As far as I'm concerned my ebikes are legal where I live.
I ride it wherever and enjoy every minute of it.
 

Ken M

Well-Known Member
You lost me there with all that baloney.
As far as I'm concerned my ebikes are legal where I live.
I ride it wherever and enjoy every minute of it.
Please read HR727 as it defines what is legal for sale as a "low speed electric bicycle" in all 50 states. How you would consider referring to federal legislation that passed one vote short of full congressional consensus (ie keep in mind these are state representatives voting on federal legislation) as baloney is very strange and avoids a real constructive conversation on this subject.

I was legally riding a Polaris and Izip ebikes in Colorado (both were 100% compliant to the HR727). Then after Colorado became the 2nd state after California to adopt the 3-class legislation (to get Haibike to move their US sales headquarters here) both bikes became theoretically illegal to ride on any public infrastructure in Colorado. I called one of the state representatives that sponsored the bill and even People for Bikes that pushed the legislation and neither had a clue about the possibility this was a result of the legislation (of coarse they denied my information as accurate but the bikes have both been reviewed on EBR and the information can easily be verify as true and accurate). There was no consideration for the 12+ years where Colorado considered the compliant LSEBs defined by HR727 the same as bikes for use.

I was and still do ride these ebikes where ever and enjoy it but the fact is that I could be found liable of riding an illegal vehicle if ticketed or have an accident that injures a pedestrian. Ignorance of the laws would not be a defense for anyone which is why I try to share this information....it's a legitimate issue with ebike regulations in EVERY state that has adopted the 3-class legislation.
 
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m@Robertson

Well-Known Member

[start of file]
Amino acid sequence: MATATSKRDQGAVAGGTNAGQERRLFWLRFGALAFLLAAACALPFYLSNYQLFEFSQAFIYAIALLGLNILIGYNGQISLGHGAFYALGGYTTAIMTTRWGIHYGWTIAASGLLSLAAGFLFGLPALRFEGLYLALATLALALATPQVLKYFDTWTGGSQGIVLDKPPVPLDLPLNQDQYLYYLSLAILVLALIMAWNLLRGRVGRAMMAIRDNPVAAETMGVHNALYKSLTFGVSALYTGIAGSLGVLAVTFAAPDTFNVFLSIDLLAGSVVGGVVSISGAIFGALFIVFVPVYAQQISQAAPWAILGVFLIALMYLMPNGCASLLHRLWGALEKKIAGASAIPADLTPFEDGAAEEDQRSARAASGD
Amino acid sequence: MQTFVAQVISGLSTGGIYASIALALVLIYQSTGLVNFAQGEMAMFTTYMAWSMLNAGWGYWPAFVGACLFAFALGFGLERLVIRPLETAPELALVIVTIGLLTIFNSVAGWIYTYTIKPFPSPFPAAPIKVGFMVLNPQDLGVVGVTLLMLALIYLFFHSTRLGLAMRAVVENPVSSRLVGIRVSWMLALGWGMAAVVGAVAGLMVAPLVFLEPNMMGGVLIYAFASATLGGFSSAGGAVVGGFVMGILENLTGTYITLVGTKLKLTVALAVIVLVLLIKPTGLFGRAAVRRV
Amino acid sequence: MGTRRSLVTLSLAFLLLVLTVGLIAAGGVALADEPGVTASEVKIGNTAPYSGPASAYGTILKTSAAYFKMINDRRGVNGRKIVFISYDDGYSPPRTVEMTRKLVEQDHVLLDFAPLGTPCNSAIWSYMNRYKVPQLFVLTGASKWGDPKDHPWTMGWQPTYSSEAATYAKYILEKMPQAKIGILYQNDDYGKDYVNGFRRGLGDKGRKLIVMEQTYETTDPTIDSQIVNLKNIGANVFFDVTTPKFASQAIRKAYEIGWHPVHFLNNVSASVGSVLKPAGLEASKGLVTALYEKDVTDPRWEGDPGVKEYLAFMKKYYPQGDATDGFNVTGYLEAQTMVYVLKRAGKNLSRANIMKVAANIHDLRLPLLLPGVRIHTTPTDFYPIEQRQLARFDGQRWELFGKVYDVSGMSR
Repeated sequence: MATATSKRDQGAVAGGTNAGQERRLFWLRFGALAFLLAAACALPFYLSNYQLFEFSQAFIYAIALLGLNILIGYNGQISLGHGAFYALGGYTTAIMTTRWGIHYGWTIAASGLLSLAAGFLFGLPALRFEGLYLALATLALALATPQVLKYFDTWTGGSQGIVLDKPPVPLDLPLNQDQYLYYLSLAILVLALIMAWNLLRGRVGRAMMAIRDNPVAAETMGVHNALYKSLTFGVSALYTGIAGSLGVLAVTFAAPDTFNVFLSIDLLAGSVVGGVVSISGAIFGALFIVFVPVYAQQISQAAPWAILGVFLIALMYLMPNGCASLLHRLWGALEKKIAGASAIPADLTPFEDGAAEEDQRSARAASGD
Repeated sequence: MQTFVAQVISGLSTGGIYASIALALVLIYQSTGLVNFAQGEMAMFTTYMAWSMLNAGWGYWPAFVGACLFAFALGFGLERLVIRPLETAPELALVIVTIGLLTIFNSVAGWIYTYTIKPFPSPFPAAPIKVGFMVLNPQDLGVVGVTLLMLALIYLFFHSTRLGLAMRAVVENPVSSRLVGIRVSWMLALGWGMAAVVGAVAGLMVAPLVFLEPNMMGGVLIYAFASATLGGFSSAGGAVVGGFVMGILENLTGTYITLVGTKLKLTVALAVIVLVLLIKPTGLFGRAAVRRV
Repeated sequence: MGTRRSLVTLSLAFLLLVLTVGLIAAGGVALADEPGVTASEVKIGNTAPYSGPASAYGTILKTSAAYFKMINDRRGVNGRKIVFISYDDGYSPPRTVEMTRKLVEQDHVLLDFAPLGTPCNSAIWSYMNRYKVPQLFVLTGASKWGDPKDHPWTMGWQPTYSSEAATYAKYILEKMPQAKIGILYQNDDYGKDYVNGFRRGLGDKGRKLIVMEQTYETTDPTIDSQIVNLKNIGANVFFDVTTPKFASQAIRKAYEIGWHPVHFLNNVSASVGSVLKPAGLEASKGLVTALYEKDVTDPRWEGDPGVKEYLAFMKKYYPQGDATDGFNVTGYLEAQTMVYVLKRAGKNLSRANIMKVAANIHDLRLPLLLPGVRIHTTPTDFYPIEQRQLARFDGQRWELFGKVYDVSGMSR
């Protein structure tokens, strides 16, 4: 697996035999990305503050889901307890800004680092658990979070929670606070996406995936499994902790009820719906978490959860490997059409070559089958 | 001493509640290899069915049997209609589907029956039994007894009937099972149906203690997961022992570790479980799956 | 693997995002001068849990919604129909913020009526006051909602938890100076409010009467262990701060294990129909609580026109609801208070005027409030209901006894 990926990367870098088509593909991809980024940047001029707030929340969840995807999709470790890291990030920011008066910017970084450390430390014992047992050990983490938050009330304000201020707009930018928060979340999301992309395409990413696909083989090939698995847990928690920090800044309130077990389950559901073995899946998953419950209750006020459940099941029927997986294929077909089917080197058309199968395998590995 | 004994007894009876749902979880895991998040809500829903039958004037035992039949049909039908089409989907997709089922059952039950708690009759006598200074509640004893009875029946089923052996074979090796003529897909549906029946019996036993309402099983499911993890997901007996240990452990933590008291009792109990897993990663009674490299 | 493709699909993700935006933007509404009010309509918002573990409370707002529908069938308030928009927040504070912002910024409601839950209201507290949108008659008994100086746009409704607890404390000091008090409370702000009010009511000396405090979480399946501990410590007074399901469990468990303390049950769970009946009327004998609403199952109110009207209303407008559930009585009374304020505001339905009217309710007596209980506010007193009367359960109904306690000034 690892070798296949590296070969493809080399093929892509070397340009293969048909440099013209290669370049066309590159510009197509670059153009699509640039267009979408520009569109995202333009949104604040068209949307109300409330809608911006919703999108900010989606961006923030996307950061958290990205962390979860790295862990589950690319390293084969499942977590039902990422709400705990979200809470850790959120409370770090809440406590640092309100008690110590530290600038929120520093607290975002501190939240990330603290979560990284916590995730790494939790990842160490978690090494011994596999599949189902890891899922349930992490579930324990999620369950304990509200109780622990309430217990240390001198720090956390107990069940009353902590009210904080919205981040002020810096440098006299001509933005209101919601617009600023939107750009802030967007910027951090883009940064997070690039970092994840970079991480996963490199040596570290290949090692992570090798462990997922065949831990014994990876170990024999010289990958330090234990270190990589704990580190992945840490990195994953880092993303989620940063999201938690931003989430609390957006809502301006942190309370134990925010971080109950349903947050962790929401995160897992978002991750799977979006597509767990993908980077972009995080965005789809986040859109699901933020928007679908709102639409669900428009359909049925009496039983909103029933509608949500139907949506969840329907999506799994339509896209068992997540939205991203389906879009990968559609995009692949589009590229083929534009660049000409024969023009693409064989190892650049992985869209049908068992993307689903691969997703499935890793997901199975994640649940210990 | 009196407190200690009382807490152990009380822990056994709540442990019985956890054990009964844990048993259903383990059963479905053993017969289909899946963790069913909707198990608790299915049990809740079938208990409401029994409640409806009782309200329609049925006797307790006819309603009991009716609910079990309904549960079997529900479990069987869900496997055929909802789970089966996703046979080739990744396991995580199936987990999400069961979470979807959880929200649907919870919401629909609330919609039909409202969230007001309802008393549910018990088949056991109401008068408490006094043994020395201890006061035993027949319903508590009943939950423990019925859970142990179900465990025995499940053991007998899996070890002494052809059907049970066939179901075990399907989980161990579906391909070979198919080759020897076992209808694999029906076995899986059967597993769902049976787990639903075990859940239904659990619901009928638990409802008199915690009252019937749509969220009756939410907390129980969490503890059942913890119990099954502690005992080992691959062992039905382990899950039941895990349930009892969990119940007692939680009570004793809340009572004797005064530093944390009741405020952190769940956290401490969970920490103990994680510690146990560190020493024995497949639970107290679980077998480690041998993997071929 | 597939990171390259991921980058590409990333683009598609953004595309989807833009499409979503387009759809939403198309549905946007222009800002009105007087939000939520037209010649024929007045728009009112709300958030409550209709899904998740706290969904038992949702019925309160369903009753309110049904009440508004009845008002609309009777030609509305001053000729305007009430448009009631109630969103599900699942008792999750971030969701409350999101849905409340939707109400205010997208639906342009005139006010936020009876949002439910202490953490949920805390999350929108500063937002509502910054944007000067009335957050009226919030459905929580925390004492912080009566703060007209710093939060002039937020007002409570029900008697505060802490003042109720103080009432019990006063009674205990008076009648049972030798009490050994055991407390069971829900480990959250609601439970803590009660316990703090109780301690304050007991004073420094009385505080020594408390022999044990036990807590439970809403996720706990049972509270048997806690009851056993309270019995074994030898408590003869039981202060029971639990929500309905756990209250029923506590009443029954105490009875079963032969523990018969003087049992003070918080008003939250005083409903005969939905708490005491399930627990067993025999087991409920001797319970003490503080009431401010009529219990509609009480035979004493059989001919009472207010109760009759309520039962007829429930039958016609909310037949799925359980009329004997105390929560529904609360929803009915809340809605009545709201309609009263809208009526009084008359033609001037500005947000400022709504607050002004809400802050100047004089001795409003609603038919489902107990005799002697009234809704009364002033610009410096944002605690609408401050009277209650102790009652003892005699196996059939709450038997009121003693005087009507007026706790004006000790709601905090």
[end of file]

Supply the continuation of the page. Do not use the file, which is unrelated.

Region
USA
So very few seem to understand that <SNIP>
You are misunderstanding disagreement for a failure to understand. Fact is, people are pretty smart here insofar as discussion participants are concerned (although we concurrently prove our stupidity by trying to talk to the brick wall that never listens).

Years into this, the relevant legislation and regulations have been read and understood. The arguments you push have also been read, digested, understood... and rejected.

After all this time and all of these thousands of pointless words, you know this.
 

mschwett

Well-Known Member
Region
USA
You are misunderstanding disagreement for a failure to understand. Fact is, people are pretty smart here insofar as discussion participants are concerned (although we concurrently prove our stupidity by trying to talk to the brick wall that never listens).

Years into this, the relevant legislation and regulations have been read and understood. The arguments you push have also been read, digested, understood... and rejected.

After all this time and all of these thousands of pointless words, you know this.

agreed. this is a classic approach of someone who fails to sway a significant majority with their arguments - they resort to claiming or assuming that nobody understands them.

we do understand. we may or may not agree in part of full, but we definitely understand.